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Introduction

The modern understanding of risk management has its origins in the insurance industry. Following World War II, the industry focused management attention on more rigorous efforts to reduce accidents and damage to equipment along with worker's compensation and third-party liability. As Russell Gallagher noted in a seminal article on risk management in 19561:

From catastrophic accidents involving executive personnel to little losses of pilferage and breakage, from obvious hazards of damaged machinery to hidden dangers of impaired good will, there is a wide and complicated range of problems calling for specialized analysis and for executive action.

Broadly, risk management is the culture, processes and structures directed towards realising potential opportunities while managing adverse effects.2 The Australian Public Service (APS) manages risk and delivers long-term results for citizens while being responsive to the government of the day. Public servants are required to be proactive and forward thinking when developing policy advice, delivering services and managing the workforce. Consequently, risk management is an essential public service skill that is practised daily. Ahead of the Game: Blueprint for the Reform of Australian Government Administration highlighted that the practice of risk management in the APS has, at times, become reactive, short term and process focused.3

The consequences of poor risk management can affect safety, as well as incur financial, administrative and/or reputational costs. Organisationally, remediating poor risk management is often expensive, complex, disruptive and lengthy. The Royal Commission into the Home Insulation Program (HIP) was established in December 2013 following claims that the deaths of four people may have arisen from programme implementation. The Royal Commission found that the identification and management of risks under HIP was seriously deficient.4 The Royal Commission followed other inquiries by a Senate Committee, the Australian National Audit Office (ANAO) and by Dr Allan Hawke.5

The recently released Commonwealth Risk Management Policy (CRMP)6 supports the Public Governance, Performance and Accountability Act 2013 (PGPA Act) framework, and requires the accountable authority of an Australian Government entity to establish and maintain appropriate systems and internal controls for the oversight and management of risk. The CRMP applies to all non-corporate Government entities and provides guidance to agencies on the establishment of appropriate risk-management frameworks to achieve compliance under the PGPA Act. Implementation of the CRMP is central to improving the quality of risk management across the APS.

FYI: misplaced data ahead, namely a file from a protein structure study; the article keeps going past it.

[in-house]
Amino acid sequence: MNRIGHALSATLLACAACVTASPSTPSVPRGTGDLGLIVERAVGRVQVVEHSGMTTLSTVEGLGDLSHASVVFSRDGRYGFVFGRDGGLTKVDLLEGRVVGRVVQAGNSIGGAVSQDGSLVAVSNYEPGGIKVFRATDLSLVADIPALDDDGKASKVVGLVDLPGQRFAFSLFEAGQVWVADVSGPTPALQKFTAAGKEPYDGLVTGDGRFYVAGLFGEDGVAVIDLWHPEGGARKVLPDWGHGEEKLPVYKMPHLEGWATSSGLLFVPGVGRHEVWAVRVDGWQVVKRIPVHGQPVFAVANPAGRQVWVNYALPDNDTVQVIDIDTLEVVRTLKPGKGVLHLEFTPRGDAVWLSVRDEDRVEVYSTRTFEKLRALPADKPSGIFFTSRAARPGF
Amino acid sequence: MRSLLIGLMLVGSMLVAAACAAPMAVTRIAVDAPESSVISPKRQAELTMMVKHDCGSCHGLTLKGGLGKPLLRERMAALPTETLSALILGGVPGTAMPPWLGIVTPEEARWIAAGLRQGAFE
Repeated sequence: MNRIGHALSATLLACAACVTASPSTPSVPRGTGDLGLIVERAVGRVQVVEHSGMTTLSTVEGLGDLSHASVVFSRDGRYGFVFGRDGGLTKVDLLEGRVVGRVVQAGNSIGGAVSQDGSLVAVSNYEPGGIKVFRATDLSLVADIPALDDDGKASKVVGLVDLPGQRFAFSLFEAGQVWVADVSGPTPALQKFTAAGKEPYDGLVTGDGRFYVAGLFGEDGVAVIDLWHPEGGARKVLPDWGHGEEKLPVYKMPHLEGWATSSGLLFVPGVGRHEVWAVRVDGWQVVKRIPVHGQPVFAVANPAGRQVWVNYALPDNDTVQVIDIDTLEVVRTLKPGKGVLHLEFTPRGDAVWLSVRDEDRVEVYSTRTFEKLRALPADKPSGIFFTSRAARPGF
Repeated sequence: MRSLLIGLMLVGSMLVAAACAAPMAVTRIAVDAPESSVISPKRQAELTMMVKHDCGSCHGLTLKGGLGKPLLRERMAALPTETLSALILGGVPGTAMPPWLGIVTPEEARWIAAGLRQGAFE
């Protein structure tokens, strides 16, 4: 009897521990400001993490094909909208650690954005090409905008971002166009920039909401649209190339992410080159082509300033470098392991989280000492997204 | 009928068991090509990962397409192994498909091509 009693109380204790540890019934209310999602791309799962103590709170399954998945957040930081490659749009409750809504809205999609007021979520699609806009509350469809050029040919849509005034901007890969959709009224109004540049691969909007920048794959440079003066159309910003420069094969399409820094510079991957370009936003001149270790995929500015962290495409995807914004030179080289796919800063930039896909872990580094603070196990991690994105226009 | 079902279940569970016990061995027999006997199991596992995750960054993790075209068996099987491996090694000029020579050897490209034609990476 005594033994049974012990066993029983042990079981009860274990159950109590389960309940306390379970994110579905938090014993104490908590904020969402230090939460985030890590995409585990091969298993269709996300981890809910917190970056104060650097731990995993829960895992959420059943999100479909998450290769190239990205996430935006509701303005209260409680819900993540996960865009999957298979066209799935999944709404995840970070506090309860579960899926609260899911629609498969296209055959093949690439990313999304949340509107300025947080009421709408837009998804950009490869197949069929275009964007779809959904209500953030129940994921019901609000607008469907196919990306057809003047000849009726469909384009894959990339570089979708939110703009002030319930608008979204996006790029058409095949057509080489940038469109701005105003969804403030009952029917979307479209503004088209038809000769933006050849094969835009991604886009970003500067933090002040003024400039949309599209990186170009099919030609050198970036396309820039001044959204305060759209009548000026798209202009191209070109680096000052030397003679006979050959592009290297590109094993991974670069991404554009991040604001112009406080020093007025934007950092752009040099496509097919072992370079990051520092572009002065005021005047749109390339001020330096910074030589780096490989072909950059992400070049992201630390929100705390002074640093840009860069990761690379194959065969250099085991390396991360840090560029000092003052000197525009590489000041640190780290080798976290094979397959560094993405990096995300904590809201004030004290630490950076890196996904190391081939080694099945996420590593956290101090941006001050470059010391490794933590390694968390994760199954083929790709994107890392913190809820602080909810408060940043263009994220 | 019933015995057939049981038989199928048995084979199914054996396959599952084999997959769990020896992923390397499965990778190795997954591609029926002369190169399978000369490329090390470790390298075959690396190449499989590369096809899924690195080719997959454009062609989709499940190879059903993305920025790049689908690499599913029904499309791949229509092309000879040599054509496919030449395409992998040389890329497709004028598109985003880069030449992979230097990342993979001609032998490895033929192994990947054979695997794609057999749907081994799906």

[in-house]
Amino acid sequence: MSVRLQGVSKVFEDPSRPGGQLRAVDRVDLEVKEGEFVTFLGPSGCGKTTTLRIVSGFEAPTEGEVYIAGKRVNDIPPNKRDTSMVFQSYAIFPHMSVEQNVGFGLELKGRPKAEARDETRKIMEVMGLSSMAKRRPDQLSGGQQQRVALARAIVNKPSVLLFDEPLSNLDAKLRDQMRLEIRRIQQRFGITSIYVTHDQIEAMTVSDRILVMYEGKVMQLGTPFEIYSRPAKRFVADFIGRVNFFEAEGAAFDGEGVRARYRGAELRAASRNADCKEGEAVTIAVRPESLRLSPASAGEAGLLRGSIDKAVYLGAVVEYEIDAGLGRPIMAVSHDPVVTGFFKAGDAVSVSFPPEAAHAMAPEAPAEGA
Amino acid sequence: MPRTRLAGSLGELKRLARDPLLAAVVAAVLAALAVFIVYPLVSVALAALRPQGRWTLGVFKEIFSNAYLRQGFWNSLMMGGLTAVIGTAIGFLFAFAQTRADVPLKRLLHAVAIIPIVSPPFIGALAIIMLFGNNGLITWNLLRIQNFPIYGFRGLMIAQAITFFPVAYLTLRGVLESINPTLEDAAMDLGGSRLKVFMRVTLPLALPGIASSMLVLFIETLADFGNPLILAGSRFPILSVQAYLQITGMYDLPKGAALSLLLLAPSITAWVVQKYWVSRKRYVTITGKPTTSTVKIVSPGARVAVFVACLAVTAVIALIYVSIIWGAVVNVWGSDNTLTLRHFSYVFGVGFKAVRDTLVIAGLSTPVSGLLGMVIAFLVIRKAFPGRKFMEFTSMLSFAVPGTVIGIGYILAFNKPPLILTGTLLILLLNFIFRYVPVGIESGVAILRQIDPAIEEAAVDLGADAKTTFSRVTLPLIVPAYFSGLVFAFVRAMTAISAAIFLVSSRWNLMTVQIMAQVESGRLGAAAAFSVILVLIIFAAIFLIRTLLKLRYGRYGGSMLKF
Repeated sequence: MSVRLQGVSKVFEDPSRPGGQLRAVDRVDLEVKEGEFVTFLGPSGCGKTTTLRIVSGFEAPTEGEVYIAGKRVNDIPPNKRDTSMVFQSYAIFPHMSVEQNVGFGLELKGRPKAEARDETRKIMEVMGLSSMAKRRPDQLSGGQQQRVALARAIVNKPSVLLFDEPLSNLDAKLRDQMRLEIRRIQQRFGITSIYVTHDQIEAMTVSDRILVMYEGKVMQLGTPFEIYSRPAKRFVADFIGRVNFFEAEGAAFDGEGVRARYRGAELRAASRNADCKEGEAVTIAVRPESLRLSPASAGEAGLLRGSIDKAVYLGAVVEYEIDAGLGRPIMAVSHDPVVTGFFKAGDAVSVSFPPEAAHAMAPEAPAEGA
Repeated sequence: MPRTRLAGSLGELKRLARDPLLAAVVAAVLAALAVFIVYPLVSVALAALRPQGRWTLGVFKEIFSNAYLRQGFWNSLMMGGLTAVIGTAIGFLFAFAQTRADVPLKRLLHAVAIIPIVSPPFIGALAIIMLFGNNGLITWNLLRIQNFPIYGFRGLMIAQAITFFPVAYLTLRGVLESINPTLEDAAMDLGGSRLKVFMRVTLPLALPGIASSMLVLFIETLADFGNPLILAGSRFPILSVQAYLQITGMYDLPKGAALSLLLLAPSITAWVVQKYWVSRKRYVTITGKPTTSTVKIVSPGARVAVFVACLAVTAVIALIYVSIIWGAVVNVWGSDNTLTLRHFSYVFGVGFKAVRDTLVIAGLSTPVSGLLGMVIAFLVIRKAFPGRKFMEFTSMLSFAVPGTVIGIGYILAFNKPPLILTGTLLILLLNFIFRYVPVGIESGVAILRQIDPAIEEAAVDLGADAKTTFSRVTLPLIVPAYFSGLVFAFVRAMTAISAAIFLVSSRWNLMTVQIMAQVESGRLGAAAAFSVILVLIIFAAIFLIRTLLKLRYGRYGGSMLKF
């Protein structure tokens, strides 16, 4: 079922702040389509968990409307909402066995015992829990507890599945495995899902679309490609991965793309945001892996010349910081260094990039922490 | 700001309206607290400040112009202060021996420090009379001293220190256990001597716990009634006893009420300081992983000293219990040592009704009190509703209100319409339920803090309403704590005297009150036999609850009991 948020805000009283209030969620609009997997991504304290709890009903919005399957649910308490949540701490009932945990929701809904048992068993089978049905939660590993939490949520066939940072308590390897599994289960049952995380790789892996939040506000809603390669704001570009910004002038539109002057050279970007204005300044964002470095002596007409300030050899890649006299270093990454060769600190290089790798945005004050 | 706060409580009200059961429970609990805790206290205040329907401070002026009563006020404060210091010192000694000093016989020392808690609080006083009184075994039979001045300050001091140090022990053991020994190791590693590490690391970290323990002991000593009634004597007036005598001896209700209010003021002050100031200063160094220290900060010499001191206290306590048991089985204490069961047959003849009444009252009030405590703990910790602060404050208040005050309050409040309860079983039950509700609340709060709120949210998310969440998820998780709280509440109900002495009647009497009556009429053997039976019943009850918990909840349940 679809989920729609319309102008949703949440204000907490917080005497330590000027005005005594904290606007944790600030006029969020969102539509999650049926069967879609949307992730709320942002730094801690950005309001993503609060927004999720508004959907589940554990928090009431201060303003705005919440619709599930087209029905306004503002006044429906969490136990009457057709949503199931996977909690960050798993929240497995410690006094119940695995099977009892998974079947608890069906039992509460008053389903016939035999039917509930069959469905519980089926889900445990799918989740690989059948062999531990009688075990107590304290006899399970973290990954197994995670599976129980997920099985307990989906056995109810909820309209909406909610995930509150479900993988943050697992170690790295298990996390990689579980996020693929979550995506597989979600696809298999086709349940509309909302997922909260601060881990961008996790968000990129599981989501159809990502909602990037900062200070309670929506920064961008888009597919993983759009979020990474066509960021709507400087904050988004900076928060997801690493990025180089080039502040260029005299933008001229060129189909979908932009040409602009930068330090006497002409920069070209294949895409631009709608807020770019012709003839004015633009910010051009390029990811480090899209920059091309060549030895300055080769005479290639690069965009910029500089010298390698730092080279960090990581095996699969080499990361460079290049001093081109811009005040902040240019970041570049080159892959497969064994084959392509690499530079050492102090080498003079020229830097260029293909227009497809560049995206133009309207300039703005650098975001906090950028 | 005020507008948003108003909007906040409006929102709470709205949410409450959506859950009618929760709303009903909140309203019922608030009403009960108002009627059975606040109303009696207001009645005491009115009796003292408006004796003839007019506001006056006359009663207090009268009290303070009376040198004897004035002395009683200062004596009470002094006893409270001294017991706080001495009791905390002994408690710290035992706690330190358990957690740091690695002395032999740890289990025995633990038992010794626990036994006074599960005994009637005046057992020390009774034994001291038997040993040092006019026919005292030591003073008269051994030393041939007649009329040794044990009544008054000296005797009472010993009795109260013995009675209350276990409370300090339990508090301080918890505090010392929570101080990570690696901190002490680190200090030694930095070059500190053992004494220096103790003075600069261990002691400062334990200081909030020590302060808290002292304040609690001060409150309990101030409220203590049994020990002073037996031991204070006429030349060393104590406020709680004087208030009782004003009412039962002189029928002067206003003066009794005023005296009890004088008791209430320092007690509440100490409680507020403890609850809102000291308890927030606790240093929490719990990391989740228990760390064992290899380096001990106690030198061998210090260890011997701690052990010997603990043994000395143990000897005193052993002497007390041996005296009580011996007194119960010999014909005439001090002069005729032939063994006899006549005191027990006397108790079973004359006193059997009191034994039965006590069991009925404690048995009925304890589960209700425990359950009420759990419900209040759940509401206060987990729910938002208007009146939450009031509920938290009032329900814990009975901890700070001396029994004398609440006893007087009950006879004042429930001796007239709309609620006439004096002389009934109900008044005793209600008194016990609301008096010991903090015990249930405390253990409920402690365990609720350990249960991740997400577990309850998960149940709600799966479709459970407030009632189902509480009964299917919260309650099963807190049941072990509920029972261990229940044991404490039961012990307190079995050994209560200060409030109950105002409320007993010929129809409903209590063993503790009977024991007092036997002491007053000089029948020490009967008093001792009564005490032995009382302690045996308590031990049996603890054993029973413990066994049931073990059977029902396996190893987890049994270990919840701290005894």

This chapter reports on the state of risk-management capability in the APS, focusing on CRMP implementation. It assesses the elements of APS culture and practice that are necessary to improve risk-management capability.

The Commonwealth Risk Management Policy

The PGPA Act establishes the requirement for all Australian Government agencies to formalise how they manage risk. It has key objectives of improving the quality of planning, performance information and evaluation within government to improve accountability to Ministers, the parliament and the public and to ensure internal processes are more streamlined, risk based and better focused.7

The CRMP supports the PGPA Act framework by setting out the expectations for Australian Government agencies managing risk. It clarifies what is needed for agencies to implement their own effective risk framework. In particular, it requires agencies to define: agency tolerance for risk (including for government and community); agency ownership of risk; and agency engagement with risks for which it cannot take full responsibility.

Effective from 1 July 2014, all non-corporate Australian Government entities must comply with the CRMP, which supports the requirements of Section 16 of the PGPA Act. The CRMP sets out nine elements which non-corporate Australian Government entities must comply with to establish appropriate levels of risk oversight:

  • establishing a risk-management policy
  • establishing a risk-management framework
  • defining responsibility for managing risk
  • embedding systematic risk management into business processes
  • developing a positive risk culture
  • communicating risk
  • understanding and managing shared risk
  • maintaining risk-management capability
  • reviewing and continuously improving the management of risk.

The CRMP provides a focus for consistently improving maintenance of appropriate systems and internal controls for the oversight and management of risk across the APS.

Footnotes

1 Gallagher, R 1956, ‘Risk Management: A new phase of cost control’, Harvard Business Review, vol. 34, no. 5, pp. 75–86.

2 Standards Australia 2009, AS/NZS ISO 3100:2009 Risk Management—Principles and Guidelines, SAI Global, Sydney, viewed 18 September 2014.

3 Advisory Group on Reform of Australian Government Administration 2010, Ahead of the Game: Blueprint for the Reform of Australian Government Administration, Commonwealth of Australia, Canberra.

4 Hanger, I 2014, Report of the Royal Commission into the Home Insulation Program, Commonwealth of Australia, Canberra, pp. 308, 321.

5 Hanger, I 2014, Report of the Royal Commission into the Home Insulation Program, Commonwealth of Australia, Canberra, p. 15.

6 Department of Finance 2014, Commonwealth Risk Management Policy, Commonwealth of Australia, Canberra, viewed 21 October 2014, http://www.finance.gov.au/comcover/risk-management.

7 Public Management Reform Agenda 2014, Department of Finance, Commonwealth of Australia, Canberra, viewed 18 September 2014, http://www.pmra.finance.gov.au.